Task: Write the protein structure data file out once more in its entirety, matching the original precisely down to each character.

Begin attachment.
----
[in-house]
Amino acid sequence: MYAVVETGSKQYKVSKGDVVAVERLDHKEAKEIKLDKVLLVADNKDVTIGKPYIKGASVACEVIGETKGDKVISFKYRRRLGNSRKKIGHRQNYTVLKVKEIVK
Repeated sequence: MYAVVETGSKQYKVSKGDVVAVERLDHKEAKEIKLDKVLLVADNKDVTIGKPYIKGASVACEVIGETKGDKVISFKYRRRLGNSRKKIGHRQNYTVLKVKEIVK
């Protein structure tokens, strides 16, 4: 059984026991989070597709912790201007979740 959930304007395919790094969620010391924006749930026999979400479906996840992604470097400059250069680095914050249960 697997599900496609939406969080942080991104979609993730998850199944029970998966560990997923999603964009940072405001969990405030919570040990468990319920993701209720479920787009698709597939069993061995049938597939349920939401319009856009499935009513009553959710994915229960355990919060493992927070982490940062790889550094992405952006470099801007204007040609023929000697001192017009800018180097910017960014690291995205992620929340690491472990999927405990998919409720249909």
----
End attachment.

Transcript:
[in-house]
Amino acid sequence: MYAVVETGSKQYKVSKGDVVAVERLDHKEAKEIKLDKVLLVADNKDVTIGKPYIKGASVACEVIGETKGDKVISFKYRRRLGNSRKKIGHRQNYTVLKVKEIVK
Repeated sequence: MYAVVETGSKQYKVSKGDVVAVERLDHKEAKEIKLDKVLLVADNKDVTIGKPYIKGASVACEVIGETKGDKVISFKYRRRLGNSRKKIGHRQNYTVLKVKEIVK
């Protein structure tokens, strides 16, 4: 059984026991989070597709912790201007979740 959930304007395919790094969620010391924006749930026999979400479906996840992604470097400059250069680095914050249960 697997599900496609939406969080942080991104979609993730998850199944029970998966560990997923999603964009940072405001969990405030919570040990468990319920993701209720479920787009698709597939069993061995049938597939349920939401319009856009499935009513009553959710994915229960355990919060493992927070982490940062790889550094992405952006470099801007204007040609023929000697001192017009800018180097910017960014690291995205992620929340690491472990999927405990998919409720249909």